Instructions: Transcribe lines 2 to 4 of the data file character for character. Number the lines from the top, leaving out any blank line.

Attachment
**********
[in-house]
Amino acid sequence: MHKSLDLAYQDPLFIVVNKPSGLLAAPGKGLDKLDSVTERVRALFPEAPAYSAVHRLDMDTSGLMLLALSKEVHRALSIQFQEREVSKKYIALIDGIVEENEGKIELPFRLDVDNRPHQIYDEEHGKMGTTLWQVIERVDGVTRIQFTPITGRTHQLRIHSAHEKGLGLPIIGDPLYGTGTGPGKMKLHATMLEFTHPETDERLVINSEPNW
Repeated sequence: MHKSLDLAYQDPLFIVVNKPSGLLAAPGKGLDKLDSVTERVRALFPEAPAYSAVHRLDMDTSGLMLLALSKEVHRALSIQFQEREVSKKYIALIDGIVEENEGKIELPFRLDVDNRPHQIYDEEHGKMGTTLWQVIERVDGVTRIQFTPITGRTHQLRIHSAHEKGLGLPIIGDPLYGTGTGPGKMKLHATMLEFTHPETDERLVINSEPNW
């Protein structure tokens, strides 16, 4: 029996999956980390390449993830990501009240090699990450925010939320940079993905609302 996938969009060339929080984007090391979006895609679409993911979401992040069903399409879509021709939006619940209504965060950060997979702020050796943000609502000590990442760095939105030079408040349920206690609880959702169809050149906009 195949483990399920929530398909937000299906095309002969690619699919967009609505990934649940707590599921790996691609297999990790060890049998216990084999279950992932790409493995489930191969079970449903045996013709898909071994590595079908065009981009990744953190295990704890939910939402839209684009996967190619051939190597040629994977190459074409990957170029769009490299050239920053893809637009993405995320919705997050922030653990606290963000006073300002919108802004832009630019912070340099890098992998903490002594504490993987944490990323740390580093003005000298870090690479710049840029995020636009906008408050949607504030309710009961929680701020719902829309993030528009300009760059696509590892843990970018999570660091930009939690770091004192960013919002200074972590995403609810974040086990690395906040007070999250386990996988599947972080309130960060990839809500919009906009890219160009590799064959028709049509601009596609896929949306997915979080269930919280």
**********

Amino acid sequence: MHKSLDLAYQDPLFIVVNKPSGLLAAPGKGLDKLDSVTERVRALFPEAPAYSAVHRLDMDTSGLMLLALSKEVHRALSIQFQEREVSKKYIALIDGIVEENEGKIELPFRLDVDNRPHQIYDEEHGKMGTTLWQVIERVDGVTRIQFTPITGRTHQLRIHSAHEKGLGLPIIGDPLYGTGTGPGKMKLHATMLEFTHPETDERLVINSEPNW
Repeated sequence: MHKSLDLAYQDPLFIVVNKPSGLLAAPGKGLDKLDSVTERVRALFPEAPAYSAVHRLDMDTSGLMLLALSKEVHRALSIQFQEREVSKKYIALIDGIVEENEGKIELPFRLDVDNRPHQIYDEEHGKMGTTLWQVIERVDGVTRIQFTPITGRTHQLRIHSAHEKGLGLPIIGDPLYGTGTGPGKMKLHATMLEFTHPETDERLVINSEPNW
């Protein structure tokens, strides 16, 4: 029996999956980390390449993830990501009240090699990450925010939320940079993905609302 996938969009060339929080984007090391979006895609679409993911979401992040069903399409879509021709939006619940209504965060950060997979702020050796943000609502000590990442760095939105030079408040349920206690609880959702169809050149906009 195949483990399920929530398909937000299906095309002969690619699919967009609505990934649940707590599921790996691609297999990790060890049998216990084999279950992932790409493995489930191969079970449903045996013709898909071994590595079908065009981009990744953190295990704890939910939402839209684009996967190619051939190597040629994977190459074409990957170029769009490299050239920053893809637009993405995320919705997050922030653990606290963000006073300002919108802004832009630019912070340099890098992998903490002594504490993987944490990323740390580093003005000298870090690479710049840029995020636009906008408050949607504030309710009961929680701020719902829309993030528009300009760059696509590892843990970018999570660091930009939690770091004192960013919002200074972590995403609810974040086990690395906040007070999250386990996988599947972080309130960060990839809500919009906009890219160009590799064959028709049509601009596609896929949306997915979080269930919280």